I was talking to a friend last night about family history and shared a photo of my paternal grandparents. This was taken at their 50th wedding anniversary dinner in 1964. I’m fairly certain of the year as the baby in the foreground is my older brother John. Next to him is our Mother. In the back is my Aunt Kay, her husband Francis, and her brother Eber.
Only in the past 2 years have I had access once more to the family photo album. And when I say album, I mean a box of photographic slides, as my Dad didn’t take much stock in photos per se, though he did have more than one Kodak camera. It apparently seemed easier to document the family history on slides, so that they could be more easily seen using a projector. This wasn’t the only instance of this predilection in my family, my Aunt Kay and Uncle Francis did the same thing when they traveled throughout the United States in their Airstream trailer.
The reason I shared the photo in the first place was my friend shared several photos of her family. It got me thinking about the photos I have of mine, and how I didn’t have access to them for a long time. That was due to when my brother and I cleaned out our family home in 1992, he opted to take our father’s desk, which just happened to have the family slides in a bottom drawer. By the time I remembered they were there, it took a herculean effort over a period of 30 years to get them back. To his credit, at least he kept them, and didn’t let them deteriorate, or just throw them out as if he didn’t want them (or worse yet, just leave them in the desk to be sold whenever he eventually got rid of it). So they’re in my possession now. I took the time to digitally scan them and save them on a hard drive, as well as a Dropbox, so they’re easily accessible by both of us. Granted they mean nothing to anyone else, since the people in the pictures (with the exception of both of us) are mostly deceased, except for the majority of our classmates.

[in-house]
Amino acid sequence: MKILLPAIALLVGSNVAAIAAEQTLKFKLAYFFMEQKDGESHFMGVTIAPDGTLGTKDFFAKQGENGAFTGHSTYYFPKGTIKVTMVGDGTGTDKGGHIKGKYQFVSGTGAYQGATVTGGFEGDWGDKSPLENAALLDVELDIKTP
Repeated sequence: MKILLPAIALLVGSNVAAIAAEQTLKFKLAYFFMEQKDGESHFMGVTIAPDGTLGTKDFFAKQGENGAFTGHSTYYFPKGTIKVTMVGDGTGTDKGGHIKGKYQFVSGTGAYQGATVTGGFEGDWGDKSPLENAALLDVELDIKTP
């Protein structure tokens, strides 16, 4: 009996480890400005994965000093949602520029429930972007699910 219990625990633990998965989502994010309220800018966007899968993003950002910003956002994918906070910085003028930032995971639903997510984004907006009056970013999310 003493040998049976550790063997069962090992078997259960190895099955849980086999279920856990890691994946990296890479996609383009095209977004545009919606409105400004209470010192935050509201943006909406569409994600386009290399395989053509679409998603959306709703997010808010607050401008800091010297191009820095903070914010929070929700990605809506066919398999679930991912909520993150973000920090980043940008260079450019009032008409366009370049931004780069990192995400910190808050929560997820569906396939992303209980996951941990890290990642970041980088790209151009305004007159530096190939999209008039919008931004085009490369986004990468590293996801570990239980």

Even so, beyond the whole who’s who in pictures, it got me thinking about past histories, and who can be there to remember you when you’re gone. Sure, your immediate family will remember you, but once they’ve passed on, will most of us be remembered fondly, or even just plain remembered? Physical photographs we’ve learned over the years last a lot longer than digital copies. People that have saved their family albums on DVDs, and even things like Zip drives, hard drives and so on will be devastated to learn they’re not as durable as the old tried and true photograph. Even photographic slides deteriorate over time. Case in point.
This is a picture from my family’s album, it was taken some time in the 1950’s. I can approximate the time frame as I can identify my adoptive parents, though I have no idea who the other couple is. My parents married in 1955, and this appears to be at a time when they were dating. The slide was stored with the other ones in color that were taken 10-20 years later, but the colors are significantly blown out and deteriorated. I expect they could be resurrected with the assistance of some apps that have become available in the past year or so, but the original colors I think are pretty much lost to history. If I had the negatives, and they were well preserved, I might be able to have the photograph resurrected, but I think the expense would far outweigh the historical value of the print. I suppose it’s enough at this point just to have the slide/picture as it is.
What it all boils down to is, do your best to protect your family history, and your past any way you can. Be certain that your heirs know that there’s something to be saved, and something to remember you by, and your ancestors as well. Who knows who might be looking through your history in 100 years, let alone several hundred or even a thousand. We all can’t have our family history embroidered and/or chiseled into marble or stone.